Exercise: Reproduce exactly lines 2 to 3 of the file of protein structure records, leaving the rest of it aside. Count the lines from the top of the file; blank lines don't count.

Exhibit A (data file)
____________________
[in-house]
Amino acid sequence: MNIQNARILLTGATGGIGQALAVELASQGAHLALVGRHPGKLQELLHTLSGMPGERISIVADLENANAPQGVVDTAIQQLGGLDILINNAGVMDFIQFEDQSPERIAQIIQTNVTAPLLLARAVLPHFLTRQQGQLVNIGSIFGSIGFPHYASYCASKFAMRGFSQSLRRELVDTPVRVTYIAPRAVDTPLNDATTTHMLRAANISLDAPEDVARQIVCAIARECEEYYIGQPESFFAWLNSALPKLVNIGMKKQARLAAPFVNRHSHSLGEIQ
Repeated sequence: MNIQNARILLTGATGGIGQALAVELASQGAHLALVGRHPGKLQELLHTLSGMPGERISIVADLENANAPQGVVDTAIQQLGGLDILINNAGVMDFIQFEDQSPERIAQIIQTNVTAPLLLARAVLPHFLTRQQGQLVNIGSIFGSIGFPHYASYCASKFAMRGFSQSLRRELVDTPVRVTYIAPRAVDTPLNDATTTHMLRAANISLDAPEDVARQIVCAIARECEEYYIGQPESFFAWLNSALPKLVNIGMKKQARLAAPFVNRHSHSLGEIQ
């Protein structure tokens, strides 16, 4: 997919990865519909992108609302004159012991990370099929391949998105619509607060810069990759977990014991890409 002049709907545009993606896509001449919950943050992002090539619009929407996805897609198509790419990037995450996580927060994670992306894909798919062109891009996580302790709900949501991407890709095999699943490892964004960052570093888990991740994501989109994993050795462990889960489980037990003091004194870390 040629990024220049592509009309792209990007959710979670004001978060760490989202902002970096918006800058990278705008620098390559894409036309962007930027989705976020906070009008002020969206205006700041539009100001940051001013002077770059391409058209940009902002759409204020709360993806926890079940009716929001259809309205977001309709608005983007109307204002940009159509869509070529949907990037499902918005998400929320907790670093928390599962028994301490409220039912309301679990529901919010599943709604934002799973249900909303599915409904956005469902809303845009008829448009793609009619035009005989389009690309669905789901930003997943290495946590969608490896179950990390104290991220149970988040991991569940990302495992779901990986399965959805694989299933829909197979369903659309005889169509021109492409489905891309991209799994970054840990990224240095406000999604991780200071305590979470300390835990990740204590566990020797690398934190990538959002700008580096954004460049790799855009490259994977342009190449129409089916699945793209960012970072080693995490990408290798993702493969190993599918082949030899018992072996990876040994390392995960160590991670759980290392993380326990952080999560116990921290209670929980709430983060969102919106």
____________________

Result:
Amino acid sequence: MNIQNARILLTGATGGIGQALAVELASQGAHLALVGRHPGKLQELLHTLSGMPGERISIVADLENANAPQGVVDTAIQQLGGLDILINNAGVMDFIQFEDQSPERIAQIIQTNVTAPLLLARAVLPHFLTRQQGQLVNIGSIFGSIGFPHYASYCASKFAMRGFSQSLRRELVDTPVRVTYIAPRAVDTPLNDATTTHMLRAANISLDAPEDVARQIVCAIARECEEYYIGQPESFFAWLNSALPKLVNIGMKKQARLAAPFVNRHSHSLGEIQ
Repeated sequence: MNIQNARILLTGATGGIGQALAVELASQGAHLALVGRHPGKLQELLHTLSGMPGERISIVADLENANAPQGVVDTAIQQLGGLDILINNAGVMDFIQFEDQSPERIAQIIQTNVTAPLLLARAVLPHFLTRQQGQLVNIGSIFGSIGFPHYASYCASKFAMRGFSQSLRRELVDTPVRVTYIAPRAVDTPLNDATTTHMLRAANISLDAPEDVARQIVCAIARECEEYYIGQPESFFAWLNSALPKLVNIGMKKQARLAAPFVNRHSHSLGEIQ